Utilizing IVR Surveys to obtain overnight measures of public opinion
Answering the fire drill
We’ve launched more than a thousand quality IVR surveys and none of them was ever a substitute for a lengthy, live operator poll. But every one served a useful purpose. In some cases, our US Senate and House clients had to get into the field quickly and obtain reliable, overnight measurement of public opinion. In other instances, state legislative or local government candidates without six or seven figure budgets needed to test favorability ratings or issue priorities among their target audience. In every case, we were able to quickly mobilize, complete the survey and provide the client with weighted toplines and crosstabs of results long before a live poll could have been launched and at a fraction of the cost of a live operator poll.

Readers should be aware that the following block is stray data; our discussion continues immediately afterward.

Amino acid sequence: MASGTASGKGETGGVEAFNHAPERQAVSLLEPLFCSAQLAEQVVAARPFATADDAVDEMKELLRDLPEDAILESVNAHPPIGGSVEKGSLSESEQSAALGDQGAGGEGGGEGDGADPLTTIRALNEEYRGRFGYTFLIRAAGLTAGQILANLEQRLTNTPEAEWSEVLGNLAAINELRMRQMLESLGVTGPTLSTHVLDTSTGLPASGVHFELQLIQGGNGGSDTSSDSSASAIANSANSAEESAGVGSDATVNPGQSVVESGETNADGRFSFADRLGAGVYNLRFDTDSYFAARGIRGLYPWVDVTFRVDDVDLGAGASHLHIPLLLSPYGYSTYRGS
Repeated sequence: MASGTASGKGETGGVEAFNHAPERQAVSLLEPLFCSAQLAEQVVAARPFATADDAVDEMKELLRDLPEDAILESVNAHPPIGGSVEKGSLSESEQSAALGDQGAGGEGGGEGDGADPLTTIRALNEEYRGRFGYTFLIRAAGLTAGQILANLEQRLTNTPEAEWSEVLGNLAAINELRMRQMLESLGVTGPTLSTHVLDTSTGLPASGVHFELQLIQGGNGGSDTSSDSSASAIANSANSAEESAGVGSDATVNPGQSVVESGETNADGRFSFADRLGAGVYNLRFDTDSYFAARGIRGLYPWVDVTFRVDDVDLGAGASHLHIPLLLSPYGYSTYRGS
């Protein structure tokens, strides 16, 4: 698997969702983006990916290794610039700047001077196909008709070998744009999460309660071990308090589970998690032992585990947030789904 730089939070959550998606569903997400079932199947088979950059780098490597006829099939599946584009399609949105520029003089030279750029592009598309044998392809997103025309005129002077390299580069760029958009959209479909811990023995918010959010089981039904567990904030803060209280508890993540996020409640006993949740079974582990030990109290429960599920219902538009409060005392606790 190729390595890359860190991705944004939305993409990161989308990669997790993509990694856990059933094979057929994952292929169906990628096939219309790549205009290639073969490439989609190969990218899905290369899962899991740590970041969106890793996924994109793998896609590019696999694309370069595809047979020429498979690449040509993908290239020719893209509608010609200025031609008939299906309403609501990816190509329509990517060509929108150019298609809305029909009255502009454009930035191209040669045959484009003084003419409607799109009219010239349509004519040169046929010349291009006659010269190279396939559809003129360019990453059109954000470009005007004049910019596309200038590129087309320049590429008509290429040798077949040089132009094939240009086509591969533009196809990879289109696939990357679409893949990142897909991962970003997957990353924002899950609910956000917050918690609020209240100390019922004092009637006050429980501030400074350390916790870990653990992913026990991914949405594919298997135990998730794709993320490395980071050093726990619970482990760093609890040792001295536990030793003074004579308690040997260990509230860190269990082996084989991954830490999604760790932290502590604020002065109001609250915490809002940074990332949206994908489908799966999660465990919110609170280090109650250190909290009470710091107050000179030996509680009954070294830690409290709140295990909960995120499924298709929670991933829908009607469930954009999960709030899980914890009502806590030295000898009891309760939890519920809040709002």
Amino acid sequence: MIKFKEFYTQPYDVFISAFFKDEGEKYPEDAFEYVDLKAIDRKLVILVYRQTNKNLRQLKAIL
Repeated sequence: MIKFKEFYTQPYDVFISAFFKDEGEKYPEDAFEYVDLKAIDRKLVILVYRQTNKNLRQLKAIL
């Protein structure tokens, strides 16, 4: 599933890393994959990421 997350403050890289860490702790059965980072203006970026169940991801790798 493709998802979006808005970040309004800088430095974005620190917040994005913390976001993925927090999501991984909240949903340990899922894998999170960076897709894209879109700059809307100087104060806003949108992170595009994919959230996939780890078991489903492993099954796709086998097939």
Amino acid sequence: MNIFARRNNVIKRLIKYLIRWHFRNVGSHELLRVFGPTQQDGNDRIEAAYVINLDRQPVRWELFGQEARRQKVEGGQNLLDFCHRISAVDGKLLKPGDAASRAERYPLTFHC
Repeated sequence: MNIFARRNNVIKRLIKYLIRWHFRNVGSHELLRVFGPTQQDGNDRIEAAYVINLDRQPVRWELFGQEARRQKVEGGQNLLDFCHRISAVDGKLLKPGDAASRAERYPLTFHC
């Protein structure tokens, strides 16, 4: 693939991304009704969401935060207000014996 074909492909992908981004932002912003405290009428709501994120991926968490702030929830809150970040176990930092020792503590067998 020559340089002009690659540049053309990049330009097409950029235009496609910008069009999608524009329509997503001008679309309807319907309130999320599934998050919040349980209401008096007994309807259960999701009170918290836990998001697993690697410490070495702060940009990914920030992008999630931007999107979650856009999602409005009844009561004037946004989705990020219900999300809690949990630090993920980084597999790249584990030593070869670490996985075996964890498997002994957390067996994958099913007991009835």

IVR surveys reduce interviewer bias by eliminating the live human interviewer. Every poll respondent hears the same questions read the same way. Independent analyses from publications such as the Wall Street Journal, National Council on Public Polls, American Association of Public Opinion Research and The Pew Research Center all show automated, recorded voice surveys used to record candidate preferences have an accuracy level comparable to live interviewer surveys. In the 2008 Primary season, Nate Silver with fivethirtyeight.com concluded that two of the three most accurate polls were IVR surveys. In the 2010 General Election, a similar comparison of polls nationwide concluded that IVR surveys were ranked second and fourth most accurate. And in 2014, professors from Fordham University confirmed that in the 2012 election cycle IVR surveys were as accurate as live polls.